Can diabetic retinopathy be prevented?
Not totally, but your risk can be greatly reduced. The Diabetes Control and Complications Trial (DCCT) showed that better control of blood sugar level slows the onset and progression of retinopathy and lessens the need for laser surgery for severe retinopathy.
The study found that the group that tried to keep their blood sugar levels as close to normal as possible also had much less kidney and nerve disease. This level of blood sugar control may not be best for everyone, including some older adults, children under 13, or people with heart disease. So ask your doctor if this program is right for you.
I have "spots" floating around in my eye. Should I be worried?
Spots and floaters are usually harmless. Read our Spots & Floaters article for details about the causes and symptoms, and how to determine if you need to see your eye doctor
How common are the other diabetic eye diseases?
If you have diabetes, you are also at risk for other diabetic eye diseases, such as cataract and glaucoma. People with diabetes develop cataract at an earlier age than people without diabetes. Cataract can usually be treated by surgery.
A person with diabetes is nearly twice as likely to get glaucoma as other adults. And, as with diabetic retinopathy, the longer you have had diabetes, the greater your risk of getting glaucoma. Glaucoma may be treated with medications, laser surgery, or conventional surgery.
I work on a computer all day. Can this hurt my eyes?
Computer monitors emit levels of radiation that are considerably lower than the maximum allowed for safety, according to a study by the National Institute for Occupational Safety and Health. NIOSH compared the maximum radiation levels in a group of monitors with the safety standards.
A study of monitors reported in the Optical Laboratories Association CLEARVisions magazine found that:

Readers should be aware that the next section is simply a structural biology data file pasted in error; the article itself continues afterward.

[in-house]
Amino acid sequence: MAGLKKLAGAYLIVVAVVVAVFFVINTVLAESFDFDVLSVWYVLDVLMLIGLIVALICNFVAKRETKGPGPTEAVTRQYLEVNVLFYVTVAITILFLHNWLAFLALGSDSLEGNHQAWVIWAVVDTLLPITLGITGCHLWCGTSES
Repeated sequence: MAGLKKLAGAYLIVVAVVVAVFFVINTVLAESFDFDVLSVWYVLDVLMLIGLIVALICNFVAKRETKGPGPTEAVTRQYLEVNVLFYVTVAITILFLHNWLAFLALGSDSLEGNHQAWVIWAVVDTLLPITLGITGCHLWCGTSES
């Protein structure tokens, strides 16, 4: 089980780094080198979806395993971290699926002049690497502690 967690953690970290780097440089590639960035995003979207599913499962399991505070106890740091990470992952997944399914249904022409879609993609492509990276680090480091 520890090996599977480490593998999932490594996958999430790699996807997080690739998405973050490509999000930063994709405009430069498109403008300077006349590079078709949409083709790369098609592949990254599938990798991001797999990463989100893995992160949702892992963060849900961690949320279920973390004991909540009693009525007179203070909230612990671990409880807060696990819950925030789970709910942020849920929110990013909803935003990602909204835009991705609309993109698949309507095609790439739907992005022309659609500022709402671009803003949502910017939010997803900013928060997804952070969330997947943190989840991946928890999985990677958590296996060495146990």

Ultraviolet: more than 1,000 times below the standard
Visible: more than 10 times below the standard
- Electrical Field: 5,000 V/meter2 of 377,000 allowed
- Magnetic Field: .09 A/meter2 of 2.65 allowed
Extremely Low Frequency: equal to common household appliances, well below dangerous levels (no standard exists)
Can you tell me what's wrong with my eyes?
Sorry, but no. It's not that we don't want to help you, but it would be irresponsible to try to diagnose your problem without examining your eyes. However, we do have some tips:
If you are having any kind of problem, the first thing you should do is schedule an appointment with your eye doctor to discuss your symptoms.
Before your appointment, you might want to use our our symptom finder to research your symptoms. Also try the site search.
If you suspect a specific problem or disease, read more about it in our Eye Problems & Diseasessection.
My doctor refused to give me my contact lens prescription. Is this legal?
Until recently, laws on this issue varied from state to state in the United States. Some eye doctors felt that if they gave out contact lens prescriptions, some of their patients would stop going in for regular eye exams. These check-ups are important, because they not only detect prescription changes, but they can also catch serious diseases in their early, more treatable stages.
But in February 2004 a federal law went into effect that gave all U.S. consumers the right to have a copy of their contact lens prescription, without even asking for it. Find out more about this contact lens legislation and what it means to you.
Can diabetic retinopathy be treated?
Yes. Your eye care professional may suggest laser surgery in which a strong light beam is aimed onto the retina.
Laser surgery and appropriate followup care can reduce the risk of blindness by 90 percent. However, laser surgery often cannot restore vision that has already been lost, which is why finding diabetic retinopathy early is the best way to prevent vision loss.